BE THE CHANGE

SPEAKER-INSTRUCTOR-ALTRUIST

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EVENTS

september, 2017

25sep8:30 am- 4:30 pmMental Health First Aid Training8:30 am - 4:30 pm Emergency Services Training Centre, Blyth

26sep8:30 am- 4:30 pmMental Health First Aid Training8:30 am - 4:30 pm Emergency Services Training Centre, Blyth

Mental Health First Aid Course

Mental Health First Aid Canada (MHFA) is a comprehensive program of the Mental Health Commission of Canada that gives people the skills to provide that early intervention that is so important in recovery. It is the help provided to a person developing a mental health problem or experiencing a mental health crisis. Just as physical first aid is administered to an injured person before medical treatment can be obtained, MHFA is given until appropriate treatment is found or until the crisis is resolved. “The course doesn’t train people to diagnose mental illness or be a therapist or counselor,” says Debbie Bodkin. “It provides the first aider with actions to guide a person in need to appropriate professional help when a problem first arises. We know the sooner a person with a mental health problem gets help, the better their chances of recovery.” More information about mental health first aid and dates and locations of upcoming courses across Canada can be found at www.mentalhealthfirstaid.ca

PUBLIC SPEAKING

Global Citizenship

Debbie served her community as a Police Officer for 24 years and thought she was doing her part to make the world a better place. Then her Police Service seconded her to Kosovo to work as a Scenes of Crimes Officer. Suddenly Debbie realized there was a lot more that she should be doing outside the safe and wealthy country of Canada. This resulted in three more overseas missions in Chad, Sudan and Rwanda where she worked with victims and witnesses of Crimes Against Humanity and Genocide. What she experienced changed her profoundly and led her to speak out, to convince others that as human beings we all have a responsibility to do our part, in some way, to improve our world and the lives of those less fortunate.

Mental Health in the First Responder World

Through her career in policing, Debbie thought she had mastered the art of being tough and keeping it together. She had gained the respect of her colleagues and had withstood heart breaking case details while investigating sexual assaults, homicides and war crimes. She thought she was quite capable of handling the worst her career could throw her way, but, on a couple of occasions she had some trouble holding it all in and her carefully monitored tough shell crumbled. Debbie will share her personal story, the thoughts and feelings that shook her world and how she took control of the assault on her mental health. She will shed insight into what she subsequently learned and now teaches about mental illness as well as promoting ways for First Responders to look after themselves mentally and change the stigma within their culture.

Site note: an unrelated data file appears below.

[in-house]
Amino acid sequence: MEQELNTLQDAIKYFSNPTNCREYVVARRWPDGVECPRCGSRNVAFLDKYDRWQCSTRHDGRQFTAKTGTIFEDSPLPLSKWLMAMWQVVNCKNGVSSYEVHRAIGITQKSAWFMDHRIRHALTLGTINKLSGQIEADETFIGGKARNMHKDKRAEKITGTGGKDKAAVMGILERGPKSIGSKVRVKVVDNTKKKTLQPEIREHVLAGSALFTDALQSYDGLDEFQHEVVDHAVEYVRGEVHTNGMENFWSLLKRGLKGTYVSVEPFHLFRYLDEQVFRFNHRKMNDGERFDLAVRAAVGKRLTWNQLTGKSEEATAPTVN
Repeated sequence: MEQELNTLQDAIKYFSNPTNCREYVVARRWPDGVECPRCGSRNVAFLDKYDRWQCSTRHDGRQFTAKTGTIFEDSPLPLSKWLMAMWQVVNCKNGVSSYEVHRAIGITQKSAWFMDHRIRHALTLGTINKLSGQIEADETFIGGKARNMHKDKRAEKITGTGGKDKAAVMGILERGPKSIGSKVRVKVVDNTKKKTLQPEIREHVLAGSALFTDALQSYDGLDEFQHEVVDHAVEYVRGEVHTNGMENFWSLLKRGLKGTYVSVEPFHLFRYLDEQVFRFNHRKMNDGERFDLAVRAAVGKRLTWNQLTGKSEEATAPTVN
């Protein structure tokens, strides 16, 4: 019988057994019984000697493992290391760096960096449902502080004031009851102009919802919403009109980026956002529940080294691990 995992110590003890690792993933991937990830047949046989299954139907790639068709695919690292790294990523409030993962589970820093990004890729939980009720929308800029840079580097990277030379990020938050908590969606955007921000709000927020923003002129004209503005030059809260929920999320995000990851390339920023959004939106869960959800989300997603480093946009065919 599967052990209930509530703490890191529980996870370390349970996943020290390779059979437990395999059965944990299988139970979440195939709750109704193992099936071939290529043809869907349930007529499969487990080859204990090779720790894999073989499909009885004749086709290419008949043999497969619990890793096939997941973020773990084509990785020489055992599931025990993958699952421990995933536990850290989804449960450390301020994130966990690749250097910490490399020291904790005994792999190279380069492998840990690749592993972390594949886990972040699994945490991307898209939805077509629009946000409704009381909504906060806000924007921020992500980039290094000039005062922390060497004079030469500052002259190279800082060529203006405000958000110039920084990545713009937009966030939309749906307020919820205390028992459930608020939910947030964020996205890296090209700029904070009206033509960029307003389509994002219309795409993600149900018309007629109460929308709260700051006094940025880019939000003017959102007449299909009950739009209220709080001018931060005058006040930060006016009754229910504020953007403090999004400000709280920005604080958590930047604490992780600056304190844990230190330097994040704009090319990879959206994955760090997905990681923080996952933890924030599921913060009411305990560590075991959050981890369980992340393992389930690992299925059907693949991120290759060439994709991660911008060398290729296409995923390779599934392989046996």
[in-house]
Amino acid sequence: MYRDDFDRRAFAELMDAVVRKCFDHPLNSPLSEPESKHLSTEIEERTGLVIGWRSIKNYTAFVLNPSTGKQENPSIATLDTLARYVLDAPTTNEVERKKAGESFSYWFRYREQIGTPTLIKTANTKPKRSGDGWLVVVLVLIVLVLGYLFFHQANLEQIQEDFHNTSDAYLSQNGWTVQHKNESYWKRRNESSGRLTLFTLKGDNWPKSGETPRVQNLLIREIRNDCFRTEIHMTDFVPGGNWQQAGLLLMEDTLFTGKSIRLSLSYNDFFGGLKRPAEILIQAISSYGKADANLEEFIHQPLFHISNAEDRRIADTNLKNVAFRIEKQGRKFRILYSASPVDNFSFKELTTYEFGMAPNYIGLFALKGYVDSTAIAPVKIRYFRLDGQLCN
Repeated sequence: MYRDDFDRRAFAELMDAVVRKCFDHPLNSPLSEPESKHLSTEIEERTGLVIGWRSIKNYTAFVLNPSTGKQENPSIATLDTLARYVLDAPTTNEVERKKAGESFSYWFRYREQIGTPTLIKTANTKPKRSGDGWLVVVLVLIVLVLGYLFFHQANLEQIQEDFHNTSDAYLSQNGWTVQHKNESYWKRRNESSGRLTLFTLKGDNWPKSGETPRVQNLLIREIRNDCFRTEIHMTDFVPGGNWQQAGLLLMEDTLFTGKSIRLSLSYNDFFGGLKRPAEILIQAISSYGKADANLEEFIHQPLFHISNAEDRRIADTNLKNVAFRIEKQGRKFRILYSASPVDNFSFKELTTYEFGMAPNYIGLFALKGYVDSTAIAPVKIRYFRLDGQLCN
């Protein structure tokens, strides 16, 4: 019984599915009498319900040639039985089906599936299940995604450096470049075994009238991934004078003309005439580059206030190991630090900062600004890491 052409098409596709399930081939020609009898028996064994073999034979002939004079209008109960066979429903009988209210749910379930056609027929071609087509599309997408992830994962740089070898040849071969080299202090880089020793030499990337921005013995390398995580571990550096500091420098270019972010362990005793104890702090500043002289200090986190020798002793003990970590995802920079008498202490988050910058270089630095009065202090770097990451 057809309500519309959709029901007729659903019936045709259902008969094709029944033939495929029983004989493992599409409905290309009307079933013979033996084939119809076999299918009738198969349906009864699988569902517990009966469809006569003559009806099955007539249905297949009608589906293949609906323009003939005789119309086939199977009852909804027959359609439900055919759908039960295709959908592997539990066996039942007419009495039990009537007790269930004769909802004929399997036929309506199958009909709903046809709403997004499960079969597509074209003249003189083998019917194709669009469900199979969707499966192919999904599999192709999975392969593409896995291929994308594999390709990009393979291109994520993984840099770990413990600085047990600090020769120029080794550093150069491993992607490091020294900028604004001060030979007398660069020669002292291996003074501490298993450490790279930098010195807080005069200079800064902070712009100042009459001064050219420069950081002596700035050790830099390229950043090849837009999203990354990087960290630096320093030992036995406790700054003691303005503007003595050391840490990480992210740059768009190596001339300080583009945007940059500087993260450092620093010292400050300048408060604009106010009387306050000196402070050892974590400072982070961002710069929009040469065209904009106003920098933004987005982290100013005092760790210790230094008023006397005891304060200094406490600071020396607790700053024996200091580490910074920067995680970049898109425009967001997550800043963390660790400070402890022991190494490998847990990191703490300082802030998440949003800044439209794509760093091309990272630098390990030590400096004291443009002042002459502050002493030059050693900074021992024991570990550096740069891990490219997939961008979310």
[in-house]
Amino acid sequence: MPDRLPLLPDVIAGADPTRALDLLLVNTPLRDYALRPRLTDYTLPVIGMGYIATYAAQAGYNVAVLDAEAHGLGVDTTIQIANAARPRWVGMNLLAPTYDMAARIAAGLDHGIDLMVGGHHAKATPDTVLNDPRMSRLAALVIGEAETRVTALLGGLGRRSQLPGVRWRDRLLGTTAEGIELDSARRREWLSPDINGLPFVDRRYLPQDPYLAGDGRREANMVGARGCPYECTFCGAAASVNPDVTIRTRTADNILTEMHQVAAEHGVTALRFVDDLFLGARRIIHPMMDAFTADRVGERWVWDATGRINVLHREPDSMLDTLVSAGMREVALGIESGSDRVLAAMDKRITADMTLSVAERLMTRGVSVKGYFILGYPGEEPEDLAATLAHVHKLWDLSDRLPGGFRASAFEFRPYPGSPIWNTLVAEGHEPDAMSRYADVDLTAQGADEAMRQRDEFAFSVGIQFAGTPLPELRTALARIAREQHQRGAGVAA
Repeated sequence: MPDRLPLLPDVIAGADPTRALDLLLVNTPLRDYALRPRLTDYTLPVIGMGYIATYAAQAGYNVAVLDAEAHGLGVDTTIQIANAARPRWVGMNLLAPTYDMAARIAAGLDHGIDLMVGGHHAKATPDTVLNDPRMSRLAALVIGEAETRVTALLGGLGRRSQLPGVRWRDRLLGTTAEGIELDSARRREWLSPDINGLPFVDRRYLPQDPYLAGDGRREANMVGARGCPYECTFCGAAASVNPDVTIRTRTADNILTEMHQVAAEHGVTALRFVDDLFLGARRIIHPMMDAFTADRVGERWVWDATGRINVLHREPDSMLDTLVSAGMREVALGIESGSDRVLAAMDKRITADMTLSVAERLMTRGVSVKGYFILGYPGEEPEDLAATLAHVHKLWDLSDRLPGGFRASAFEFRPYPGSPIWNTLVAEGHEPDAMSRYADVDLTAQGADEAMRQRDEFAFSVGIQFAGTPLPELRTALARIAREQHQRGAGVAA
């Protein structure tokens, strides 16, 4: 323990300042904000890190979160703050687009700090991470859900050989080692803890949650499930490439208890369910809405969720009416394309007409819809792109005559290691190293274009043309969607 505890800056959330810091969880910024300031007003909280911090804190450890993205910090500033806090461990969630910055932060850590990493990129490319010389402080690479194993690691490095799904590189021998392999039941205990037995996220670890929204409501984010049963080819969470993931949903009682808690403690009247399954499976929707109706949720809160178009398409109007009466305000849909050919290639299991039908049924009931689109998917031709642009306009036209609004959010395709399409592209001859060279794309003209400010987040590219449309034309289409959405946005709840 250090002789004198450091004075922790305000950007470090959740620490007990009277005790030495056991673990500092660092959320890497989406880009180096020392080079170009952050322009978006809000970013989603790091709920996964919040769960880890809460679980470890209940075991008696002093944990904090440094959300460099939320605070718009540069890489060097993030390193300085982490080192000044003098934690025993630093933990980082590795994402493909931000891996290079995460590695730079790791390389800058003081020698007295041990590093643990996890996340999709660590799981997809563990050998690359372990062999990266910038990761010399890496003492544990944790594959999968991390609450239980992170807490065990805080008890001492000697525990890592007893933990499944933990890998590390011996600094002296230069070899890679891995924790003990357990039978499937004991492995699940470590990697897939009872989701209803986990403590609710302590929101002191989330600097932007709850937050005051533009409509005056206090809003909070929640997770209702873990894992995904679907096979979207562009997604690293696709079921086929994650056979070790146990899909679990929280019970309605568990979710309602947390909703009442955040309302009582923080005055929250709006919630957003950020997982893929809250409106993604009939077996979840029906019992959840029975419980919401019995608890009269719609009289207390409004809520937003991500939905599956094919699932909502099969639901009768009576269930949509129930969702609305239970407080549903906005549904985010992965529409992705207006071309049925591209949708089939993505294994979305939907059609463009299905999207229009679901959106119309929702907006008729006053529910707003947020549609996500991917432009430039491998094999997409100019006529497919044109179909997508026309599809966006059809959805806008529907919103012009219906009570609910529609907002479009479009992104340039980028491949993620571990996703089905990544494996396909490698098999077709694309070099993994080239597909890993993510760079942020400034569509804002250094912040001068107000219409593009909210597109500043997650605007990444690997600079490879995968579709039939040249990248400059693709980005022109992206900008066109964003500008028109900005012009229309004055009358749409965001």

Mental Health – Break the Stigma

As a female in the male dominated career of policing, Debbie thought she had mastered the art of being tough and keeping it together. She had gained the respect of her colleagues and withstood cop, is immunized from having a mental health breakdown. Debbie will describe what she experienced, how she got back on her feet and what she subsequently learned. The goal of her talk is to help everyone recognize and acknowledge that mental health disorders are as common as many physical ailments and we all need to take part in talking about them openly and breaking the stigma surrounding them.
If you think you are too small to make a difference, you haven't spent the night with a mosquito
— African proverb

Testimonials & Clients

I met Debbie for the first time, during the 15th commemoration of the 1994 Tutsi genocide, here in Windsor.   Major Brent Beardsley, (assistant to General Dallaire during the UN mission in Rwanda in 1994) recommended her to me and when I extended her the invitation to come and share her experience, both in Darfur and in Rwanda, she accepted without hesitation or conditions.  And when she spoke, it was moving and heartfelt.   Debbie is a good person, caring and she wants to make a difference in this world. This world needs more people like Debbie.

Hiram Gahima, Advanced Service of Design Engineer at General Motors. December 2012

Mental Health in the Workplace” was what Debbie shared with a group of professionals recently at a Grand Valley HRPA event. The presentation was dynamic. Debbie’s honesty and personal candid approach was not only appreciated, but valued.
Throughout Debbie’s presentation we traveled with her on her voyage as a police sergeant to her time in countries such as Sudan where she worked as an investigator of Crimes Against Humanity and Genocide and experienced her challenges along the way. Her stories are chilling and impactful. Debbie’s presentation reminds us of the importance of our own personal health along with the importance of being a global civilian.

Susanne Martin- HR Professional. April 2013

I’ll never forget Debbie’s brave, honest and vivid speech at last fall’s CMHA convention in London, where we were both featured on the program. She has lived an extraordinary story, which she tells with grace and conviction. As Debbie spoke, I shared both her life-changing struggle to reclaim her mental health and the legacy of that struggle–a determination to leave this world a better place than she found it.

Rona Maynard, Speaker and workshop leader. June 2011

Debbie has the outstanding ability to connect with her audience. She is passionate about sharing her life experiences and is truly the consummate professional.  I would definitely recommend Debbie as a conference speaker.

Vince Savoia, M.S.M., CEC, EMCA, Founder and Executive Director, Tema Conter Memorial Trust. July 2012

I first heard Debbie speak at the Tema Conter Memorial Trust symposium on Post Traumatic Stress Disorder in February 2012. Her presentation was very heartfelt, entertaining and definitely thought provoking.

My organization was fortunate to be able to have her speak at our annual fire and first aid floor warden appreciation event in May 2012 on the topics of Global Citzenship and Mental Health, including her personal reflections on her UN tours to Kosovo and Darfur. Comments from staff included “Debbie was the best speaker that we’ve had at this event”.